The INDYCAR iRacing Challenge events will feature qualifications in addition to the races. Teams will be able to design car liveries to match their desired paint schemes. To further give the action an authentic look and feel, each car will be equipped with INDYCAR’s new Aeroscreen, a revolutionary cockpit-protecting device introduced for the 2020 season.

The INDYCAR iRacing Challenge will not crown an overall champion but will add a special element where INDYCAR will make a donation to one of its partner charities.

An entry list of the drivers participating, along with the bracket-winning race venue for the opener, will be announced next week.

Justin Grant prevails over Kyle Larson in the Turkey Night Grand Prix

Grant Larson Turkey Night
USACRacing.com / DB3 Inc.
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On the heels of his Hangtown 100 victory, Justin Grant worked his way from 13th in the Turkey Night Grand Prix to beat three-time event winner Kyle Larson by 1.367 seconds. The 81st annual event was run at Ventura (Calif.) Raceway for the sixth time.

“My dad used to take me to Irwindale Speedway, and we’d watch Turkey Night there every year,” Grant said in a series press release. “This is one of the races I fell in love with. I didn’t think I’d ever get a chance to run in it, never thought I’d make a show and certainly never thought I’d be able to win one.”

With its genesis in 1934 at Gilmore Stadium, a quarter-mile dirt track in Los Angeles, the race is steeped in history with winners that include AJ Foyt, Parnelli Jones, Gary Bettenhausen and Johnnie Parsons. Tony Stewart won it in 2000. Kyle Larson won his first of three Turkey Night Grands Prix in 2012. Christopher Bell earned his first of three in 2014, so Grant’s enthusiasm was well deserved.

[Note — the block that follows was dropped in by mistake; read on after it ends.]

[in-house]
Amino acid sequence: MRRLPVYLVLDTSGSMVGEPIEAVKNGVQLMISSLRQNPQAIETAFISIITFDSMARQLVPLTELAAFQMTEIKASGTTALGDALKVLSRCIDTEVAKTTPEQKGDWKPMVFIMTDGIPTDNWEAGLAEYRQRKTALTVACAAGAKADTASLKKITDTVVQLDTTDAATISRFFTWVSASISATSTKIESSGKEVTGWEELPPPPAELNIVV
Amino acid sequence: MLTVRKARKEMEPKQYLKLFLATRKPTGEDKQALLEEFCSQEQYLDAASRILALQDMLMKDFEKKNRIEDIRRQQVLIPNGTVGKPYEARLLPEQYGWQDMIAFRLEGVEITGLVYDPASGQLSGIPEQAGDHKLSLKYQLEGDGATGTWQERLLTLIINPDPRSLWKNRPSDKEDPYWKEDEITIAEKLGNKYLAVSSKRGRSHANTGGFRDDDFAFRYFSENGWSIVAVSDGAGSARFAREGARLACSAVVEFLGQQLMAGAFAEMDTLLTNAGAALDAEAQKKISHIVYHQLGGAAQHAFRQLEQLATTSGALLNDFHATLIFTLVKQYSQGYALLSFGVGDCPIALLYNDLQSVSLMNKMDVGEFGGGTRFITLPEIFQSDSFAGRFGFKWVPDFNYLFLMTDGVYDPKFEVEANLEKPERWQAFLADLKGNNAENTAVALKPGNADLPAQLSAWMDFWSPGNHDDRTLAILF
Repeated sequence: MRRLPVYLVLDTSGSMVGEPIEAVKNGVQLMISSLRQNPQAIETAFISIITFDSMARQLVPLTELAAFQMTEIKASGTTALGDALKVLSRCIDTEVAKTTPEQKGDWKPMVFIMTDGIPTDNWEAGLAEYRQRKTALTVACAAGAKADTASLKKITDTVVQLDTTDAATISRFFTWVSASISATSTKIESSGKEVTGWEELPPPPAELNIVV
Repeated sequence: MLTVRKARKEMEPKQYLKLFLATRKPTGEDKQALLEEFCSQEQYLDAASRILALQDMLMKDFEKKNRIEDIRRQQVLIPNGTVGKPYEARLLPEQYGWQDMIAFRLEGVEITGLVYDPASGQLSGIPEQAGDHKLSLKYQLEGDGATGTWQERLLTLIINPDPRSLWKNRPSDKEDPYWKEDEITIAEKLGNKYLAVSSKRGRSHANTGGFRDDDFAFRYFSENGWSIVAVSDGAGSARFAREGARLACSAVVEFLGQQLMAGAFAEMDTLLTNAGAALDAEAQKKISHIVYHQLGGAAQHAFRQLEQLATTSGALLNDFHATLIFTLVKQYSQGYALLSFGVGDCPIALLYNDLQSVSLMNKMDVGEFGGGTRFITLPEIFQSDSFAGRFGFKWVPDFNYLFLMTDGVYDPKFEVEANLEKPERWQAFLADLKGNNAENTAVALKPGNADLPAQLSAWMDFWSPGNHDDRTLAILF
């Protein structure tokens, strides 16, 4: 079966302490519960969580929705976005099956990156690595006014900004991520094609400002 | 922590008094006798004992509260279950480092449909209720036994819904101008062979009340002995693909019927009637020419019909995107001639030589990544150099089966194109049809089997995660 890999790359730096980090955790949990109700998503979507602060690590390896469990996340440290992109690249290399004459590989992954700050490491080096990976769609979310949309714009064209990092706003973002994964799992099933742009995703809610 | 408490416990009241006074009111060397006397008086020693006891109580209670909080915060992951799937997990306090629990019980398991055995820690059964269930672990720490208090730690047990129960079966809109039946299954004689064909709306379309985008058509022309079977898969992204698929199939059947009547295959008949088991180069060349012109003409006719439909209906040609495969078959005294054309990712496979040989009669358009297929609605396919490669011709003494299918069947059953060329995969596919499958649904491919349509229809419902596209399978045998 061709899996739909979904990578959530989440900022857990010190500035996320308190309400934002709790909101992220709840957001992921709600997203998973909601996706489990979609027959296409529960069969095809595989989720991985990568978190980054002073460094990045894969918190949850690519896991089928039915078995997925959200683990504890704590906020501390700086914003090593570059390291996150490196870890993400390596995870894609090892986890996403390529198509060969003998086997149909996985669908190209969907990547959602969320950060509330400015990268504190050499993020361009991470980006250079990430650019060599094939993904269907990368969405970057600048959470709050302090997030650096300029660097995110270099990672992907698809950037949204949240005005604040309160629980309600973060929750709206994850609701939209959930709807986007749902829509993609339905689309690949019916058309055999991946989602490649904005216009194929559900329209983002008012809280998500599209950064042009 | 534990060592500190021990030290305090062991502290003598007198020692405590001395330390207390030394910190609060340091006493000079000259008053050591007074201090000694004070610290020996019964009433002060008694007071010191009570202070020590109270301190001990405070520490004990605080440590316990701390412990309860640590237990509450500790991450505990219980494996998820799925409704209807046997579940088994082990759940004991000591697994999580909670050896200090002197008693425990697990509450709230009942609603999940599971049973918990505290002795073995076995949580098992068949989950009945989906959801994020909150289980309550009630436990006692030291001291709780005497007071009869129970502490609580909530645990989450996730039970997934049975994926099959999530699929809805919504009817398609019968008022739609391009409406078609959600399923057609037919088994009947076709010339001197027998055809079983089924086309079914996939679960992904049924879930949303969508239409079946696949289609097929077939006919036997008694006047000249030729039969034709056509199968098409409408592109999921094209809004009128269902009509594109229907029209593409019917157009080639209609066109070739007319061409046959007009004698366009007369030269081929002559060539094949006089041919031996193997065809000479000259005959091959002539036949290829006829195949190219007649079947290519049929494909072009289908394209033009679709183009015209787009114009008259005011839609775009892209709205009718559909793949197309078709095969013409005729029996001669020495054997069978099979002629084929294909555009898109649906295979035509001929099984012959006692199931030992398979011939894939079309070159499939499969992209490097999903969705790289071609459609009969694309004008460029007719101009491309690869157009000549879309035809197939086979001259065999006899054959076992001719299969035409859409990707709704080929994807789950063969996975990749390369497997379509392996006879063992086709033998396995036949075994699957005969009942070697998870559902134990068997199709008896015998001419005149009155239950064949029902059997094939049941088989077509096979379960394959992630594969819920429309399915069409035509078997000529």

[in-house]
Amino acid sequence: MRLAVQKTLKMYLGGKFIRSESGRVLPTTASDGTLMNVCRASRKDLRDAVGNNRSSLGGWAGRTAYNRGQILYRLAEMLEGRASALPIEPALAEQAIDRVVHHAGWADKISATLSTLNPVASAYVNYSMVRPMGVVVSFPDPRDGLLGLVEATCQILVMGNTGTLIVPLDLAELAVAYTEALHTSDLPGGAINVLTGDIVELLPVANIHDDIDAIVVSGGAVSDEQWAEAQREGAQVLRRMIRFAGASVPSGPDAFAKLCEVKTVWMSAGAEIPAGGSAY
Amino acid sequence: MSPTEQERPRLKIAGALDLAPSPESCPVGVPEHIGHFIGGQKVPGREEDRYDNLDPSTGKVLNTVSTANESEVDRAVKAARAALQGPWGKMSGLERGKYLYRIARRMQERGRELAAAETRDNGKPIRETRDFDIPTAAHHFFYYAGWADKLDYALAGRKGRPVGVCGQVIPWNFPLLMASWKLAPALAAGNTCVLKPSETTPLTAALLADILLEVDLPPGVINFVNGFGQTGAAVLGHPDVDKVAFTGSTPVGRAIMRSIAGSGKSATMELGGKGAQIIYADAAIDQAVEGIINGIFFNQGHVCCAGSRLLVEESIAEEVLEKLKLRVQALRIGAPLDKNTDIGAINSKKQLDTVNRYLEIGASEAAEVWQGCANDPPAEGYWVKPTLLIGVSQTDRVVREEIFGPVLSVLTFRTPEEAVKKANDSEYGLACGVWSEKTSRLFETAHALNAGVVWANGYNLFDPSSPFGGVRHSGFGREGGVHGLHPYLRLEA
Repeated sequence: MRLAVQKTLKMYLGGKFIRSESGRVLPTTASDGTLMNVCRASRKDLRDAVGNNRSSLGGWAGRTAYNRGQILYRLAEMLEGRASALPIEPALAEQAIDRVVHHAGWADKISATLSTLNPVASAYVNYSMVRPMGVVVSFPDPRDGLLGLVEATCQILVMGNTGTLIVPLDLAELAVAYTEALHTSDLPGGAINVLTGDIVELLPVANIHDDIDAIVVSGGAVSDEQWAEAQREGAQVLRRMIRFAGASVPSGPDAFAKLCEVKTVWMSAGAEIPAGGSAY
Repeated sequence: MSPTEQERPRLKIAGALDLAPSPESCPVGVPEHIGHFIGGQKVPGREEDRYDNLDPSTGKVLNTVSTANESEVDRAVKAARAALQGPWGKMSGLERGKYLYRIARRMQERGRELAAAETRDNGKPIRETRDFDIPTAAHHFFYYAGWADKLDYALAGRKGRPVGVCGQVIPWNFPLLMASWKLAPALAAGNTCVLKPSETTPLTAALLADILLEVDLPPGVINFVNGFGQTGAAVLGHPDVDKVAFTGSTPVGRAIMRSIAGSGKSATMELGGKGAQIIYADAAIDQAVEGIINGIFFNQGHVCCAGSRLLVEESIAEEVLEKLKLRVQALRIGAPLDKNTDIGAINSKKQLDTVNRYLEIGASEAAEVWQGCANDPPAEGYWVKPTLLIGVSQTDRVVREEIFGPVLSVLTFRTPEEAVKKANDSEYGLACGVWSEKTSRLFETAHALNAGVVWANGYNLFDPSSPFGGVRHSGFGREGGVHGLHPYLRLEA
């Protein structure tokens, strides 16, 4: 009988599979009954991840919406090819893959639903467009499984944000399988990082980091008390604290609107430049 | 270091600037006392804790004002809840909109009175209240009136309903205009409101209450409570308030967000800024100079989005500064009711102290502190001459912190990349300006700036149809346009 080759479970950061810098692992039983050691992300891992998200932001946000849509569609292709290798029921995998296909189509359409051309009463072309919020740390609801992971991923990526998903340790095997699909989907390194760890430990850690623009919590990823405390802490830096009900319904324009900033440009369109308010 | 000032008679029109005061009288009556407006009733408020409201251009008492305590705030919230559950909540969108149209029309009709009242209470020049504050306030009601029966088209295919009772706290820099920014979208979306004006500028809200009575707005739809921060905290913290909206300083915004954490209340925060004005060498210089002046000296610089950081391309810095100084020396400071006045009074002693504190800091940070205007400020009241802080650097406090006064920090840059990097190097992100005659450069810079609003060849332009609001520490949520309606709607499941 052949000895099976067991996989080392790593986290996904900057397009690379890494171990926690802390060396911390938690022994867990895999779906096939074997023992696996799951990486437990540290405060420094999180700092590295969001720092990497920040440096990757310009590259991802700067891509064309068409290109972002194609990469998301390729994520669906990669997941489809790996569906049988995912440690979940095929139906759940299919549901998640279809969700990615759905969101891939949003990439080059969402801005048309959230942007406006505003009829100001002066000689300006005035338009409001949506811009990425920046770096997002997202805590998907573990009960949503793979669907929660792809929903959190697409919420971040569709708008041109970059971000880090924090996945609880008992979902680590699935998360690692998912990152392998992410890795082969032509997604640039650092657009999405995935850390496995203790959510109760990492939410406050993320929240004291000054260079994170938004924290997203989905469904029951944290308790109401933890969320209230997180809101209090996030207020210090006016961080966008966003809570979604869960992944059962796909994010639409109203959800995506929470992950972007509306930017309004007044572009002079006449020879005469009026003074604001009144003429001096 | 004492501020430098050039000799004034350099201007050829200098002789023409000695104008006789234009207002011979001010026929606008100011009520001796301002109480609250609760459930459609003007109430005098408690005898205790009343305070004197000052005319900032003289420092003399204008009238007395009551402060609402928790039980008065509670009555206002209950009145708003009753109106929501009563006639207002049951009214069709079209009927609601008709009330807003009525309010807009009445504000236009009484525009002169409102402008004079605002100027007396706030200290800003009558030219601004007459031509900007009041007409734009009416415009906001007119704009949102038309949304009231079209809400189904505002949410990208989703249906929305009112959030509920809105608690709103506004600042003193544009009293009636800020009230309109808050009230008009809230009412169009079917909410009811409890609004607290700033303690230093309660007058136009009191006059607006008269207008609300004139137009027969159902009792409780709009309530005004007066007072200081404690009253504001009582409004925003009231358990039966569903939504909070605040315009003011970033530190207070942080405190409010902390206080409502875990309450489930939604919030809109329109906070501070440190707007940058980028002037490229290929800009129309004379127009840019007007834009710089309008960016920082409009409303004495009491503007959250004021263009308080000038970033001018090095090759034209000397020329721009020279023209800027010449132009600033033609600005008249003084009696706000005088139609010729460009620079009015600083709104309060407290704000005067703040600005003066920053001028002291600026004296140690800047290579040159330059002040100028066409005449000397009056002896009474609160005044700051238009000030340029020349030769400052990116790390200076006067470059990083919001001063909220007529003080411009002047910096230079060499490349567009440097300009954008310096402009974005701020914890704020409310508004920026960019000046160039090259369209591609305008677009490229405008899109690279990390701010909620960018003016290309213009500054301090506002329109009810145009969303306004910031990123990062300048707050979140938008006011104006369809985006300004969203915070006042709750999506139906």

So was the skepticism that he would win. He failed to crack the top five in three previous attempts, although he came close last year with a sixth-place result. When he lined up for the feature 13th in the crowded 28-car field, winning seemed like a longshot.

Grant watched as serious challengers fell by the wayside. Mitchel Moles flipped on Lap 10 of the feature. Michael “Buddy” Kofoid took a tumble on Lap 68 and World of Outlaws Sprint car driver Carson Macedo flipped on Lap 79. Grant saw the carnage ahead of him and held a steady wheel as he passed Tanner Thorson for the lead with 15 laps remaining and stayed out of trouble for the remainder of the event.

“It’s a dream come true to win the Turkey Night Grand Prix,” Grant said.